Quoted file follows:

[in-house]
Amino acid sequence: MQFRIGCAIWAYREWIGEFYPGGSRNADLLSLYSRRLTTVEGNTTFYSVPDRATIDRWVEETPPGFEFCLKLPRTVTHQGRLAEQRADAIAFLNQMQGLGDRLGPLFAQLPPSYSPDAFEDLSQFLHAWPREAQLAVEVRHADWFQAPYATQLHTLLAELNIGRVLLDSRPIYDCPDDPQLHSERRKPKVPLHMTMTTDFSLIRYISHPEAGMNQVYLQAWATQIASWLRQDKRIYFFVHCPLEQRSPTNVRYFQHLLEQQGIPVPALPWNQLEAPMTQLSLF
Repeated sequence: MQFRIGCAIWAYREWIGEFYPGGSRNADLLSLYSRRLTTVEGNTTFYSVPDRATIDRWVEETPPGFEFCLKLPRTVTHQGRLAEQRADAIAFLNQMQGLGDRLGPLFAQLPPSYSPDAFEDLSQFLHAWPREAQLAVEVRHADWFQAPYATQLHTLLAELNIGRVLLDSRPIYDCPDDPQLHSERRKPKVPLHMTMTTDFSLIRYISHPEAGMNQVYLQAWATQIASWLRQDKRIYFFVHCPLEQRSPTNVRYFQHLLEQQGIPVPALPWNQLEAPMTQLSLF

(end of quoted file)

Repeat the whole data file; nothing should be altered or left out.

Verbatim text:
[in-house]
Amino acid sequence: MQFRIGCAIWAYREWIGEFYPGGSRNADLLSLYSRRLTTVEGNTTFYSVPDRATIDRWVEETPPGFEFCLKLPRTVTHQGRLAEQRADAIAFLNQMQGLGDRLGPLFAQLPPSYSPDAFEDLSQFLHAWPREAQLAVEVRHADWFQAPYATQLHTLLAELNIGRVLLDSRPIYDCPDDPQLHSERRKPKVPLHMTMTTDFSLIRYISHPEAGMNQVYLQAWATQIASWLRQDKRIYFFVHCPLEQRSPTNVRYFQHLLEQQGIPVPALPWNQLEAPMTQLSLF
Repeated sequence: MQFRIGCAIWAYREWIGEFYPGGSRNADLLSLYSRRLTTVEGNTTFYSVPDRATIDRWVEETPPGFEFCLKLPRTVTHQGRLAEQRADAIAFLNQMQGLGDRLGPLFAQLPPSYSPDAFEDLSQFLHAWPREAQLAVEVRHADWFQAPYATQLHTLLAELNIGRVLLDSRPIYDCPDDPQLHSERRKPKVPLHMTMTTDFSLIRYISHPEAGMNQVYLQAWATQIASWLRQDKRIYFFVHCPLEQRSPTNVRYFQHLLEQQGIPVPALPWNQLEAPMTQLSLF